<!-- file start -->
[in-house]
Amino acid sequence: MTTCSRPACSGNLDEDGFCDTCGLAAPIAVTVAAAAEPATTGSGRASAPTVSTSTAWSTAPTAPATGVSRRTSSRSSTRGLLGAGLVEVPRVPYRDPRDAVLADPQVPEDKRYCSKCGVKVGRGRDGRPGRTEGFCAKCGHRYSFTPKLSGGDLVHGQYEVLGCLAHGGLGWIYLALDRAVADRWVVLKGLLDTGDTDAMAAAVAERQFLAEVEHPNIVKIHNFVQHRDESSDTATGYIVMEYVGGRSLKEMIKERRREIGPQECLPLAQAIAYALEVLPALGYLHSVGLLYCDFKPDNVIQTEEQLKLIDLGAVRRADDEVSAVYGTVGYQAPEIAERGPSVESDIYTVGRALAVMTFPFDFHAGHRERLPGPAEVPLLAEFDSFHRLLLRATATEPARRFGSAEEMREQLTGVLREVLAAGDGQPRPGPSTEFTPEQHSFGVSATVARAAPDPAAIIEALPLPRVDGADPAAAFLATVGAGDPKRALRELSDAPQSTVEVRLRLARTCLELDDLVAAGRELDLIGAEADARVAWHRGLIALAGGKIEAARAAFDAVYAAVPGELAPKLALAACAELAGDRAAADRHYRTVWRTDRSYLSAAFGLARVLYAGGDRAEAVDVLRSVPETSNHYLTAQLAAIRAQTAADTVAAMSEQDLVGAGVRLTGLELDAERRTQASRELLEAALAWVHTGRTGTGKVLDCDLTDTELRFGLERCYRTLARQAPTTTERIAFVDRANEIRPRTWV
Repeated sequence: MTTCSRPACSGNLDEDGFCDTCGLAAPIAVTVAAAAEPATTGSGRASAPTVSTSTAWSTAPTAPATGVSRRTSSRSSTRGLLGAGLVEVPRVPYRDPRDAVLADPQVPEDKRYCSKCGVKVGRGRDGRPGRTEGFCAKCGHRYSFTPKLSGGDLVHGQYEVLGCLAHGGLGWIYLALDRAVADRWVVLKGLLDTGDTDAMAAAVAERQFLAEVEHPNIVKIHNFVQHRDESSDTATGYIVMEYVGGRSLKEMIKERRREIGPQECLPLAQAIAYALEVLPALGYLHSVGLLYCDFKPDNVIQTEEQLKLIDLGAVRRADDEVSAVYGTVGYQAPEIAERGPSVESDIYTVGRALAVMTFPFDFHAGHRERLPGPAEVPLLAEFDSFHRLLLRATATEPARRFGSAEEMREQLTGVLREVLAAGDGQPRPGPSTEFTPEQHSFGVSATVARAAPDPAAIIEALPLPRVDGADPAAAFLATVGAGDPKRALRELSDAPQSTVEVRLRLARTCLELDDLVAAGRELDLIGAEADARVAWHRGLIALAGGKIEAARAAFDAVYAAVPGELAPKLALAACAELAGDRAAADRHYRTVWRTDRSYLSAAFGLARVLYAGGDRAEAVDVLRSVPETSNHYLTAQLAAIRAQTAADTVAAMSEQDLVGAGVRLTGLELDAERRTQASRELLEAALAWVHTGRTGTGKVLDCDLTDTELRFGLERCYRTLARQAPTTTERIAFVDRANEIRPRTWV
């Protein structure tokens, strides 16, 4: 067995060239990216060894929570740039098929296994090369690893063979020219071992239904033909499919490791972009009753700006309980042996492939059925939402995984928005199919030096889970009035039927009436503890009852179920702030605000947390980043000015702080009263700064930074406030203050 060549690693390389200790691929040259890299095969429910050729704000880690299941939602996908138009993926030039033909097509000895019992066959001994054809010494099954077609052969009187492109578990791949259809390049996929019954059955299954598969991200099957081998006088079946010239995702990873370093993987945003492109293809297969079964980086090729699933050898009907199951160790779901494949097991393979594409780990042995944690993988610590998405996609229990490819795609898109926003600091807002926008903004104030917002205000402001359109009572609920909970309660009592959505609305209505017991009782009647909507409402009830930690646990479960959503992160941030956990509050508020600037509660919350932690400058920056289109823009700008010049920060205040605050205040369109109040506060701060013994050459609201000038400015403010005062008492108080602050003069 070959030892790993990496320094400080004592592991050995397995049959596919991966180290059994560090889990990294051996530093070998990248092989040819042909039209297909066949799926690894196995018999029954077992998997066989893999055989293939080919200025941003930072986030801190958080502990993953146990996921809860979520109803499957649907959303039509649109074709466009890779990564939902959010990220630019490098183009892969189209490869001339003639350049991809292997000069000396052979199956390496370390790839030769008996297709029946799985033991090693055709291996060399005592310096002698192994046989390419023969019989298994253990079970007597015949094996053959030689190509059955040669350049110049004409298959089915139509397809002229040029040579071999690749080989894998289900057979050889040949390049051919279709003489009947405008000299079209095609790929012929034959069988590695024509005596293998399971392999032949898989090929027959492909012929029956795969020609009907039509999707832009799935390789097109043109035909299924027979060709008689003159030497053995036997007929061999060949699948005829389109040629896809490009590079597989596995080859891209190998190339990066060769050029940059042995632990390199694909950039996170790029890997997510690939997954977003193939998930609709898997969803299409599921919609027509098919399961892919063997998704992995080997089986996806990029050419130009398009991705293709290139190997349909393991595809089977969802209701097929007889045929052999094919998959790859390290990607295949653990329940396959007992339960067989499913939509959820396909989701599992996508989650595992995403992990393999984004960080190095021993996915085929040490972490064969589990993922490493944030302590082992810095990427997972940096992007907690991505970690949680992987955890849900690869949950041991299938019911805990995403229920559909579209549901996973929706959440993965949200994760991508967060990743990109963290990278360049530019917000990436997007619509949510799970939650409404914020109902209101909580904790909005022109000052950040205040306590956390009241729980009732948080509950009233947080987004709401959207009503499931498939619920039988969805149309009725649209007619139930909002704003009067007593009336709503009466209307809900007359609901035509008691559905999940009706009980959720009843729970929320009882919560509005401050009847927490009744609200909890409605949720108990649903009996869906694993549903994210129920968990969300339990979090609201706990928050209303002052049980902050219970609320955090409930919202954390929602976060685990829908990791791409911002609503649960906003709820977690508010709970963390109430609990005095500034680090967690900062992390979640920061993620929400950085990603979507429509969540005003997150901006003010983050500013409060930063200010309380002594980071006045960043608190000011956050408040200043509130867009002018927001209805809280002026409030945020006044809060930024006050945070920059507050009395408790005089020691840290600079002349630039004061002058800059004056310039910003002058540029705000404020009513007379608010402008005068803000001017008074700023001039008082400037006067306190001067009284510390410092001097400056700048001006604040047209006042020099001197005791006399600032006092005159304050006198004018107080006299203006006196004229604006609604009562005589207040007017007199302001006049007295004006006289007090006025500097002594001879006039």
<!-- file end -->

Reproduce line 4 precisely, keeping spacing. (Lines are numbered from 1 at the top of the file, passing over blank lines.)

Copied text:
């Protein structure tokens, strides 16, 4: 067995060239990216060894929570740039098929296994090369690893063979020219071992239904033909499919490791972009009753700006309980042996492939059925939402995984928005199919030096889970009035039927009436503890009852179920702030605000947390980043000015702080009263700064930074406030203050 060549690693390389200790691929040259890299095969429910050729704000880690299941939602996908138009993926030039033909097509000895019992066959001994054809010494099954077609052969009187492109578990791949259809390049996929019954059955299954598969991200099957081998006088079946010239995702990873370093993987945003492109293809297969079964980086090729699933050898009907199951160790779901494949097991393979594409780990042995944690993988610590998405996609229990490819795609898109926003600091807002926008903004104030917002205000402001359109009572609920909970309660009592959505609305209505017991009782009647909507409402009830930690646990479960959503992160941030956990509050508020600037509660919350932690400058920056289109823009700008010049920060205040605050205040369109109040506060701060013994050459609201000038400015403010005062008492108080602050003069 070959030892790993990496320094400080004592592991050995397995049959596919991966180290059994560090889990990294051996530093070998990248092989040819042909039209297909066949799926690894196995018999029954077992998997066989893999055989293939080919200025941003930072986030801190958080502990993953146990996921809860979520109803499957649907959303039509649109074709466009890779990564939902959010990220630019490098183009892969189209490869001339003639350049991809292997000069000396052979199956390496370390790839030769008996297709029946799985033991090693055709291996060399005592310096002698192994046989390419023969019989298994253990079970007597015949094996053959030689190509059955040669350049110049004409298959089915139509397809002229040029040579071999690749080989894998289900057979050889040949390049051919279709003489009947405008000299079209095609790929012929034959069988590695024509005596293998399971392999032949898989090929027959492909012929029956795969020609009907039509999707832009799935390789097109043109035909299924027979060709008689003159030497053995036997007929061999060949699948005829389109040629896809490009590079597989596995080859891209190998190339990066060769050029940059042995632990390199694909950039996170790029890997997510690939997954977003193939998930609709898997969803299409599921919609027509098919399961892919063997998704992995080997089986996806990029050419130009398009991705293709290139190997349909393991595809089977969802209701097929007889045929052999094919998959790859390290990607295949653990329940396959007992339960067989499913939509959820396909989701599992996508989650595992995403992990393999984004960080190095021993996915085929040490972490064969589990993922490493944030302590082992810095990427997972940096992007907690991505970690949680992987955890849900690869949950041991299938019911805990995403229920559909579209549901996973929706959440993965949200994760991508967060990743990109963290990278360049530019917000990436997007619509949510799970939650409404914020109902209101909580904790909005022109000052950040205040306590956390009241729980009732948080509950009233947080987004709401959207009503499931498939619920039988969805149309009725649209007619139930909002704003009067007593009336709503009466209307809900007359609901035509008691559905999940009706009980959720009843729970929320009882919560509005401050009847927490009744609200909890409605949720108990649903009996869906694993549903994210129920968990969300339990979090609201706990928050209303002052049980902050219970609320955090409930919202954390929602976060685990829908990791791409911002609503649960906003709820977690508010709970963390109430609990005095500034680090967690900062992390979640920061993620929400950085990603979507429509969540005003997150901006003010983050500013409060930063200010309380002594980071006045960043608190000011956050408040200043509130867009002018927001209805809280002026409030945020006044809060930024006050945070920059507050009395408790005089020691840290600079002349630039004061002058800059004056310039910003002058540029705000404020009513007379608010402008005068803000001017008074700023001039008082400037006067306190001067009284510390410092001097400056700048001006604040047209006042020099001197005791006399600032006092005159304050006198004018107080006299203006006196004229604006609604009562005589207040007017007199302001006049007295004006006289007090006025500097002594001879006039």